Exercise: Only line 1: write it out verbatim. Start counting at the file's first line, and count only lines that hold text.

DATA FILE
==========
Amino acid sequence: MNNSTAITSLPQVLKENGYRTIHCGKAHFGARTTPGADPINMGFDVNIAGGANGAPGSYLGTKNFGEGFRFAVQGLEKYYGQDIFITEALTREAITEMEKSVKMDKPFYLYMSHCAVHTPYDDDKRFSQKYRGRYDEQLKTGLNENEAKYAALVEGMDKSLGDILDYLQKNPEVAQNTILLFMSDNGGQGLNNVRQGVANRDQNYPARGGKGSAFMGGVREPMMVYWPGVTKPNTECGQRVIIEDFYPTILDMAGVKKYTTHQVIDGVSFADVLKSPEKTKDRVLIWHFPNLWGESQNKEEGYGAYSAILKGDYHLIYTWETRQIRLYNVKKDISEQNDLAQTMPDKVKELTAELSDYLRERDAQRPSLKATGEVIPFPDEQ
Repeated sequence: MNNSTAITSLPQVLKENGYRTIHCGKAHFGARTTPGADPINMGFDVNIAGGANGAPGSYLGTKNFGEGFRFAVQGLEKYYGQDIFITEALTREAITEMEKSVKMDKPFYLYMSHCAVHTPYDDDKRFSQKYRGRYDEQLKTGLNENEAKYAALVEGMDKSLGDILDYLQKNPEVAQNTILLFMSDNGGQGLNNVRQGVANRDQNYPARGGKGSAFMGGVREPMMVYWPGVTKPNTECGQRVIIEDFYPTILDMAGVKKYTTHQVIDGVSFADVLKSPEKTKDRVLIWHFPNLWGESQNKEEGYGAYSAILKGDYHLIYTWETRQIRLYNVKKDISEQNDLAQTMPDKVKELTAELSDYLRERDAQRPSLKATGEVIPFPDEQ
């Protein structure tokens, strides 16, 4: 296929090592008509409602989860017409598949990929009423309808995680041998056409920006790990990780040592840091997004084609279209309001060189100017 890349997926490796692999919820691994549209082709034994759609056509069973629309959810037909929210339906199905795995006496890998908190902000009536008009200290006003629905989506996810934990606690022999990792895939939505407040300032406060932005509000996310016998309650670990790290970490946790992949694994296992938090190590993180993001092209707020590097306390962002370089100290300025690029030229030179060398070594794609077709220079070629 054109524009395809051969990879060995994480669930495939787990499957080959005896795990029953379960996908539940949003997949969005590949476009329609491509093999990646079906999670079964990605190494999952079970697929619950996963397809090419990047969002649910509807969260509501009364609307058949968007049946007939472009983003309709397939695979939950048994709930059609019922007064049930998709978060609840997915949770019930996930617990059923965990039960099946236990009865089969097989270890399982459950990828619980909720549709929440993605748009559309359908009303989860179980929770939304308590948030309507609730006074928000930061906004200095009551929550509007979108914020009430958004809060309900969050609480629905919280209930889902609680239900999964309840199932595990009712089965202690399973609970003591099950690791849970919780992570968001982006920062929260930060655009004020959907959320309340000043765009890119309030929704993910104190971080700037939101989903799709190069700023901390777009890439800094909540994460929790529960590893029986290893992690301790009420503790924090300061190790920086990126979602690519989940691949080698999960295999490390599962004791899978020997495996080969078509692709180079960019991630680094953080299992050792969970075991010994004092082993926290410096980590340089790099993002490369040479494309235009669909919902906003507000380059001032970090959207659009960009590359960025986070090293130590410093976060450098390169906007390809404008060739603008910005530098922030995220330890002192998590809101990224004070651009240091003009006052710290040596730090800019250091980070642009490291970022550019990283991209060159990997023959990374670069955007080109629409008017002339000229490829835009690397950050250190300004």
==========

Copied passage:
Amino acid sequence: MNNSTAITSLPQVLKENGYRTIHCGKAHFGARTTPGADPINMGFDVNIAGGANGAPGSYLGTKNFGEGFRFAVQGLEKYYGQDIFITEALTREAITEMEKSVKMDKPFYLYMSHCAVHTPYDDDKRFSQKYRGRYDEQLKTGLNENEAKYAALVEGMDKSLGDILDYLQKNPEVAQNTILLFMSDNGGQGLNNVRQGVANRDQNYPARGGKGSAFMGGVREPMMVYWPGVTKPNTECGQRVIIEDFYPTILDMAGVKKYTTHQVIDGVSFADVLKSPEKTKDRVLIWHFPNLWGESQNKEEGYGAYSAILKGDYHLIYTWETRQIRLYNVKKDISEQNDLAQTMPDKVKELTAELSDYLRERDAQRPSLKATGEVIPFPDEQ